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How Do I Prove Whistleblower Retaliation?

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As a matter of public policy, state and federal governments encourage individuals with intimate knowledge of fraud, waste, and abuse of governmental programs to step forward and report the wrongdoing. Under federal laws like the False Claims Act, these whistleblowers may be entitled to a portion of money recovered if the case is successfully prosecuted.

Despite being able to file many different whistleblower claims under seal and robust state and federal protections for employees who step forward with information of fraud, individuals may sometimes face retaliation from their employers. In these situations, the employee has the legal remedy to recover compensation for the damages suffered.

Whistleblower retaliation lawsuits

Under the federal and state laws, employers are barred from engaging in termination, discrimination, harassment, demotion, suspension, or threats against employees reporting fraud, waste, or abuse of federal or state programs. To successfully prove an employee was retaliated against, the whistleblower needs to prove:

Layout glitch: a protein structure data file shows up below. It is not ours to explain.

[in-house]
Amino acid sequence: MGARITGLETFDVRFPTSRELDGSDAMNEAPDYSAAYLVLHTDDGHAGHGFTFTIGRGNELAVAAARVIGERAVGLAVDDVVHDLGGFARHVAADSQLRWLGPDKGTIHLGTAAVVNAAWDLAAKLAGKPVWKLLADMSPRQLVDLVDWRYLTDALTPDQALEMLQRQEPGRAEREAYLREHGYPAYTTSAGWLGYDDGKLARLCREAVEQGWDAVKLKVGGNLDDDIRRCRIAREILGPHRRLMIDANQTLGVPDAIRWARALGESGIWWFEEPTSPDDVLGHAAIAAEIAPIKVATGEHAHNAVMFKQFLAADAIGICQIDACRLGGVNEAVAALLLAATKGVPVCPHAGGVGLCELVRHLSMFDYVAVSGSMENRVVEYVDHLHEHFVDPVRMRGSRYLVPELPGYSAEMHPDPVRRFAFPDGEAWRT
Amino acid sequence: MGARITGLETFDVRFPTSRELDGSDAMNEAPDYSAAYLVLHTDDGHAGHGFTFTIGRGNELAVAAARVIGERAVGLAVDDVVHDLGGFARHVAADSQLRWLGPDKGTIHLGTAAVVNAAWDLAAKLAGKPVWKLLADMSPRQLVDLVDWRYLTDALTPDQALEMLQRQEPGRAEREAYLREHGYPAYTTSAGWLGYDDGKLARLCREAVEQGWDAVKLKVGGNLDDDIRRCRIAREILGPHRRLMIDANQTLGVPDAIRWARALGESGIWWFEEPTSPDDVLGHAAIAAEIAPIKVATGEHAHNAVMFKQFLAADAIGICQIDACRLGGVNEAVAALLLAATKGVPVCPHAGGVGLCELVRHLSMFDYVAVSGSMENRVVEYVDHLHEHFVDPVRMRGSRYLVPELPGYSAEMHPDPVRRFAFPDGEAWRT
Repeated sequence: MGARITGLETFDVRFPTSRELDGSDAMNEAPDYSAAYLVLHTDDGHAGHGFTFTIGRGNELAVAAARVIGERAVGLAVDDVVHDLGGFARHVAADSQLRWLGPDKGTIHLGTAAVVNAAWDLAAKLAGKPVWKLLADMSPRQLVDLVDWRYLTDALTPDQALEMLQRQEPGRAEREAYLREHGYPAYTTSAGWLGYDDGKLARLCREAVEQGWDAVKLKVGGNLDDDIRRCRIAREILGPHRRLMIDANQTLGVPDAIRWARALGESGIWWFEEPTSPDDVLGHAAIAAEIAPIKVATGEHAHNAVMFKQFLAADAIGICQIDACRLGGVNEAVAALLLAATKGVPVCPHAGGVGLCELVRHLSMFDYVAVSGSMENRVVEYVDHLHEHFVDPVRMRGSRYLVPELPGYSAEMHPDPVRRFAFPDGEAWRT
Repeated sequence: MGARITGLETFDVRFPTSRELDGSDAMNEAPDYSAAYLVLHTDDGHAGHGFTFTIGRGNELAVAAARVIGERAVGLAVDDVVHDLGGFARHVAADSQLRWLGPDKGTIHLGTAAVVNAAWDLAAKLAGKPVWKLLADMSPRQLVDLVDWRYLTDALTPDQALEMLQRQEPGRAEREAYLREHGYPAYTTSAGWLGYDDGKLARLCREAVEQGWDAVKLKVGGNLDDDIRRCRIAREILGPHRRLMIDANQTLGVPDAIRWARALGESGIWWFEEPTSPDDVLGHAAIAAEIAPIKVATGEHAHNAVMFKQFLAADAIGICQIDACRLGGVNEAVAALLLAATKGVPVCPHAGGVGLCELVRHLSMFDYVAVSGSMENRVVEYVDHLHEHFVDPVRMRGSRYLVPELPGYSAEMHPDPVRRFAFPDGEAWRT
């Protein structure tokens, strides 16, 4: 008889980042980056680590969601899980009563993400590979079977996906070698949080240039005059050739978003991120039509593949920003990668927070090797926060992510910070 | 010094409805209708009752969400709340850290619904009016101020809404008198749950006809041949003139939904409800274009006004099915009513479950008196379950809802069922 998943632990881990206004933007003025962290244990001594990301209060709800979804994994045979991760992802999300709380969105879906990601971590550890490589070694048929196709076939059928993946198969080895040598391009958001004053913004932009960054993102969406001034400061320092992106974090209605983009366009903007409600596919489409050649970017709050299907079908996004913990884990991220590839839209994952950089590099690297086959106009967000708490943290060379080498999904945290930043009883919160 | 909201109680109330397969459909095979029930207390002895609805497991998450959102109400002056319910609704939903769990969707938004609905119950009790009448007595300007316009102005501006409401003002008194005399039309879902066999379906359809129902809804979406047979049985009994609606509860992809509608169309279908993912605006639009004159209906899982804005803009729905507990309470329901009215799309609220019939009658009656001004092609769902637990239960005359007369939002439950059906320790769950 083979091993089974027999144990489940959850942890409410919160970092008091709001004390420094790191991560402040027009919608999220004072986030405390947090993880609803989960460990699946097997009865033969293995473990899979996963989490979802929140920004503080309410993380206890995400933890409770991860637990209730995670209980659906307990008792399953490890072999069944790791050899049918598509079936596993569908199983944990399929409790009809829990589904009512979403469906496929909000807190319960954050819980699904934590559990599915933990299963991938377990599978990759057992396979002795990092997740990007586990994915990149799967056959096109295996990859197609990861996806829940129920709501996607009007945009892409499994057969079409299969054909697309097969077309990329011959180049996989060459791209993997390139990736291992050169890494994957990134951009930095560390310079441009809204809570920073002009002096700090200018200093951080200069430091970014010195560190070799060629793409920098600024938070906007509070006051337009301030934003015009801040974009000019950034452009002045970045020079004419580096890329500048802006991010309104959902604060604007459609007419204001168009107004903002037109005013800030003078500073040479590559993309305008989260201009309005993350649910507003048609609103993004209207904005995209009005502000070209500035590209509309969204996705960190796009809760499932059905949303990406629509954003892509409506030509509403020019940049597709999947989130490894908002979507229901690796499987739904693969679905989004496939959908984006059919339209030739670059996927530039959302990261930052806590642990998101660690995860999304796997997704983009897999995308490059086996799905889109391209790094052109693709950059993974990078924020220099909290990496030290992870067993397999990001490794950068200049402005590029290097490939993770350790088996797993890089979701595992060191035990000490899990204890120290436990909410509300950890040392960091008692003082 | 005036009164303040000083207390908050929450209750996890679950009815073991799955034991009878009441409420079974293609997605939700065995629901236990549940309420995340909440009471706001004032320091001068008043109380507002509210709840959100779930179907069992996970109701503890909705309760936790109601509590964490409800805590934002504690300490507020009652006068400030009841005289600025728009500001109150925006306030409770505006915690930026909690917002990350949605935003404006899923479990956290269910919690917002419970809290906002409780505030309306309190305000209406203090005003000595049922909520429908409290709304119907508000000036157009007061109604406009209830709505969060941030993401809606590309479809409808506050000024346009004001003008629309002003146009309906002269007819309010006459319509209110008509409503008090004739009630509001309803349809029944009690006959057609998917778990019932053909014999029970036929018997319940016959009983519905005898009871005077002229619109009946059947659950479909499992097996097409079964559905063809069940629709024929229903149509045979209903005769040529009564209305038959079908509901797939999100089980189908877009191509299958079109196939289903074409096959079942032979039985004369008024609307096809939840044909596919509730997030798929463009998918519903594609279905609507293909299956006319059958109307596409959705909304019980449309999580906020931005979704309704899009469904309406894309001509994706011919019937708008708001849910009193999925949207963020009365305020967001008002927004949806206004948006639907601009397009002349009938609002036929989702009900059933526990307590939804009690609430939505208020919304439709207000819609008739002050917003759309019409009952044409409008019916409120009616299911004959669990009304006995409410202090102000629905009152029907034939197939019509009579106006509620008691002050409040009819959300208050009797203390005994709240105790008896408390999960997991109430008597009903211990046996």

• They engaged in a protected act under the False Claims Act or other whistleblower programs
  • The employer had knowledge of the employee’s participation in a protected act
  • The discrimination was motivated by the employer’s knowledge of the employee’s protected actions

To satisfy the first element, the employee must demonstrate that they filed a whistleblower claim or that they were working towards this endeavor. This can include gathering information to turn over to whistleblower attorneys or investigators.

Proving the second and third elements can be a little more complicated. The employer must have knowledge the employee was working on or towards the filing of a whistleblower action, and that this motivated the discrimination.

An experienced whistleblower retaliation attorney can help plaintiffs demonstrate to courts the employer knew the employee’s participation in the protected action led or could lead to uncovering violations of anti-fraud statutes. The plaintiff must then demonstrate to the court a causal relationship between the employer’s knowledge of the employee’s motivations and the subsequent harm suffered by the whistleblower.

Chicago employment discrimination lawyers

If you believe you were discriminated against at your place of business because of your work in uncovering fraud, waste, or abuse of state or federal programs, contact or call 312.332.6733 our office for a consultation. Our Chicago employment discrimination lawyers can help you with job reinstatement, recouping compensation for lost wages, and recovering special damages for the harm you suffered. With over 25 years of employment law experience, Goldman & Ehrlich serves clients throughout Chicago, Illinois, and Southwestern Michigan.